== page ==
When my brand-new MacBook pro was stolen in the process of selling it, I found myself in a pinch. On the one hand, I still had the iPad and bluetooth keyboard that I'd acquired by getting rid of my prior computer (a Pavilion dv6 which drove me crazy sometimes), but on the other, I was now lacking any useful manner with which I might meaningfully interact with my multimedia. I had been hoping to sell the MBP and acquire a cheaper computer while pocketing the difference in price, but after having been robbed, I was essentially penniless and computer-less. Not a great position to be in.
Thanks to the perks of working IT, I managed to get my school papers completed without much of a hiccup. I even configured one of the computers at work to act as a sort-of syncing station for my iPad's music collection. Things were not terribly rough and after a month or so of this, I'd managed to scrap up a couple hundred dollars. The thing was, I decided that I'd do this computer right. More specifically, I was going to look for a computer that had some graphics grunt, an appealing design, wasn't too bulky and perhaps most importantly, represented great value. My selection wound up being a Lenovo IdeaPad B575 from Best Buy, purchased for $300 brand new. I didn't opt for their silly optimization package that would have added significantly to the cost, and I'm glad for that.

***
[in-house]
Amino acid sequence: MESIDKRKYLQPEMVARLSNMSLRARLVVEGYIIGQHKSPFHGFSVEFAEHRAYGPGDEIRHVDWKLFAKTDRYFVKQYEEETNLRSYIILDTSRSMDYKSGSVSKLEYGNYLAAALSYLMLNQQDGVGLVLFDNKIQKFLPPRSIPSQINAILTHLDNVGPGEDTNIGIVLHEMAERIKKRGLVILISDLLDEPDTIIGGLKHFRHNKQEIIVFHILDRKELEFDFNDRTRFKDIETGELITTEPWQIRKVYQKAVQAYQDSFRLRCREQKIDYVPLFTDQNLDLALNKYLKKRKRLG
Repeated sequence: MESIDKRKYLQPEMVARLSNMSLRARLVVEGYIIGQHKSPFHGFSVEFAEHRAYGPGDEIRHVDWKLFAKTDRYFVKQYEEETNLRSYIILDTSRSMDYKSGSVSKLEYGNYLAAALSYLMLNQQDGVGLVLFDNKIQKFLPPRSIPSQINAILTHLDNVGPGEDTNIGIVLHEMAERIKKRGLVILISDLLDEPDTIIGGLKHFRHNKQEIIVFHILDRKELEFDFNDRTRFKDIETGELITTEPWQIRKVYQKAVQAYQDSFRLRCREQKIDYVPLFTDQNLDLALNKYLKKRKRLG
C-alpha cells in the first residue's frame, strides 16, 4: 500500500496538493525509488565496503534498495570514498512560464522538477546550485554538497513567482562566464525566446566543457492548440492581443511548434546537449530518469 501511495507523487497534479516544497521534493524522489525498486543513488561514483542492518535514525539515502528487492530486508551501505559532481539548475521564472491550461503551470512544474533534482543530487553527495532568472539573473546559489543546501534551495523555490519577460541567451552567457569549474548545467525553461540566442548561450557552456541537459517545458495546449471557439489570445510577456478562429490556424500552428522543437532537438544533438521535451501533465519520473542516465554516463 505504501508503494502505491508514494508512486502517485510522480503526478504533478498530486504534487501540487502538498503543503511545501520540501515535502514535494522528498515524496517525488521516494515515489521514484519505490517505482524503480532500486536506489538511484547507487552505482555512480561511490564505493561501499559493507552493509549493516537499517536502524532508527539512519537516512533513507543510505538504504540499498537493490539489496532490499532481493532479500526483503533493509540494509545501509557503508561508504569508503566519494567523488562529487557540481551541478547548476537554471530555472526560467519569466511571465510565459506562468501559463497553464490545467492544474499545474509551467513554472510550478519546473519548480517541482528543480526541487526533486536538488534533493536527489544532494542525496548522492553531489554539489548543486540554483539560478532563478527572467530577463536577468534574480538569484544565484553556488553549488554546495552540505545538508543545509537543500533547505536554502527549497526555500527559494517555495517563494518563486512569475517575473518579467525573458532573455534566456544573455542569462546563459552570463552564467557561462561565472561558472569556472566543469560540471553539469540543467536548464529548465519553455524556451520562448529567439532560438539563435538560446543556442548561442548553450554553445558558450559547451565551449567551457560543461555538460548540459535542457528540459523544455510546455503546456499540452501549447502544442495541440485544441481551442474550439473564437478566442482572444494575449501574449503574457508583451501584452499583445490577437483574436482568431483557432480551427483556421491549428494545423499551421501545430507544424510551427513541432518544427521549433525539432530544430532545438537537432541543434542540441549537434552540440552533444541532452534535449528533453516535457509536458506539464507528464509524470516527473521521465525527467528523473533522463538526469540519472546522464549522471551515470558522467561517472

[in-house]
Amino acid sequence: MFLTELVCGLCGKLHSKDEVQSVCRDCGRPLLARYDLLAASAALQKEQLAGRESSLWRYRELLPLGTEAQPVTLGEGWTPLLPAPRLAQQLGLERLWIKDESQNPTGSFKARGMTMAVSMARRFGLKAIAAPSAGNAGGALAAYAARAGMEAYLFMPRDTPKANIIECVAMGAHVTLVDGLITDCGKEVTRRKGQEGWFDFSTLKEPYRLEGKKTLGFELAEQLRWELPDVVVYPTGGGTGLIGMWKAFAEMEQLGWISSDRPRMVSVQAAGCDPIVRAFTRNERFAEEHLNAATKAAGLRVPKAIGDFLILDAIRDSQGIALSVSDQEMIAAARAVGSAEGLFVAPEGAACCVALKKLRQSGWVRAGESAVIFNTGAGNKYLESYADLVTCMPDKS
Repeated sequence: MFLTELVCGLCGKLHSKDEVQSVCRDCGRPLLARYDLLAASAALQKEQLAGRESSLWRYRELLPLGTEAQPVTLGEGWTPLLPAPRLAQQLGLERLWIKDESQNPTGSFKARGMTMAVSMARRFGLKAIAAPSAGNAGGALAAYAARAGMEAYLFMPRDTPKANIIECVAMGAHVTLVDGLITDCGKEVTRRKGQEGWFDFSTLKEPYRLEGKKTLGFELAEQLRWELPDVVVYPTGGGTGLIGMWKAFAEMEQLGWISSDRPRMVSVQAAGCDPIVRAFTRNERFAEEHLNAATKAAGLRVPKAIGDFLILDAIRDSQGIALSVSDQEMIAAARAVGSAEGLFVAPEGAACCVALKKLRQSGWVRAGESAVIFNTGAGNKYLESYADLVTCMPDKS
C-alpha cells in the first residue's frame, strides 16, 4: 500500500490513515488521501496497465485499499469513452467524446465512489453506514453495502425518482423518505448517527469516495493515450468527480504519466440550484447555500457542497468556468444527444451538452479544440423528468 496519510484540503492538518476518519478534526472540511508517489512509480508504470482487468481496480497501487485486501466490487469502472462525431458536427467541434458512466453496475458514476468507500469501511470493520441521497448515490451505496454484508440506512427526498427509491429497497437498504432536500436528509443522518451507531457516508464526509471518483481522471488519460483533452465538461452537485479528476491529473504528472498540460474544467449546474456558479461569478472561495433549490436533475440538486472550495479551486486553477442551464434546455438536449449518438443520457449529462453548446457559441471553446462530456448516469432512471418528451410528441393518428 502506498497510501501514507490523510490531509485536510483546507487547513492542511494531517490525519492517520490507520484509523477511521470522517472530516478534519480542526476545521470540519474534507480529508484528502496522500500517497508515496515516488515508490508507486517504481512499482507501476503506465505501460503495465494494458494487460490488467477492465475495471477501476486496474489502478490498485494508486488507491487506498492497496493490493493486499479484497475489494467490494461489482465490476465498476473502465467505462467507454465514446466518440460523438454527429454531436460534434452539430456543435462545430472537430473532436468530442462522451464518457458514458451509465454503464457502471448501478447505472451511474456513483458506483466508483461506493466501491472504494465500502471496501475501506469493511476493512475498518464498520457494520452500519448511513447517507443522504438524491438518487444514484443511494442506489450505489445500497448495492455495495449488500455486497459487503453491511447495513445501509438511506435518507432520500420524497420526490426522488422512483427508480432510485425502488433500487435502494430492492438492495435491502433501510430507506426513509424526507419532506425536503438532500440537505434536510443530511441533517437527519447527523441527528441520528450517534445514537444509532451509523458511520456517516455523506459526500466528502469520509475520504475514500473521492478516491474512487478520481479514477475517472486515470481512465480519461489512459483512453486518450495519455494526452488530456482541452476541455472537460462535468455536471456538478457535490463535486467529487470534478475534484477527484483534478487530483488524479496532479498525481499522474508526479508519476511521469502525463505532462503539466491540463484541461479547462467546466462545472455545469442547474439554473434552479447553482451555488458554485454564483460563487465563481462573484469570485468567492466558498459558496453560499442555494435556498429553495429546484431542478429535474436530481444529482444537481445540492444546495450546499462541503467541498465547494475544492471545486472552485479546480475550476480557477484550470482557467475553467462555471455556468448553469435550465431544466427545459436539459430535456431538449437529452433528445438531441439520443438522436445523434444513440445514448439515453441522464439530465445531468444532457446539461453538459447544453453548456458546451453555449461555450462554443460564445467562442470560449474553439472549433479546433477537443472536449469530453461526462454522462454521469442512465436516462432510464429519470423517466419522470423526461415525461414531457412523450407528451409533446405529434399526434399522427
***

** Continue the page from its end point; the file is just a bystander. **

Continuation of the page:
The computer worked great, but it had a few things which bothered me. The numpad was a great addition now and then, but being shrunk in size, always required a warm-up period before I could use it at high speeds. The display was nice and roomy but also too glossy and had rather poor viewing angles. The overall design of the computer was pleasant, but the build itself was a bit bizarre. All of the ports tended to grab whatever peripherals one intended to use and then not want to let them go. The trackpad had a good texture, but did not lend itself well to extended use. And the plethora of white lights, initially very visually stunning during the dark winter days, soon became bothersome and too bright even when the computer was turned off and sitting in the corner of a room at night. Everything else was fine. However, I decided to upgrade. I sold off my Atrix 4G and Laptop Dock at around the same time as the Lenovo and started to look around.